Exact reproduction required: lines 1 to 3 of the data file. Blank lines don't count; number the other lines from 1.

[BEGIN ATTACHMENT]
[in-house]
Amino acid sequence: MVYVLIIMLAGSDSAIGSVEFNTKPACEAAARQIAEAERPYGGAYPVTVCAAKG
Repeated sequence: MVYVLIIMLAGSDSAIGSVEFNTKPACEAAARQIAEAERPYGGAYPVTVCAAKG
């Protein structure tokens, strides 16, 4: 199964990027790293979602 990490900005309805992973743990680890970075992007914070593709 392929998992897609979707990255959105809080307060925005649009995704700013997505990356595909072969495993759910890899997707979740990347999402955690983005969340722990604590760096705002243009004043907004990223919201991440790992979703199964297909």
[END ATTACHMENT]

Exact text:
[in-house]
Amino acid sequence: MVYVLIIMLAGSDSAIGSVEFNTKPACEAAARQIAEAERPYGGAYPVTVCAAKG
Repeated sequence: MVYVLIIMLAGSDSAIGSVEFNTKPACEAAARQIAEAERPYGGAYPVTVCAAKG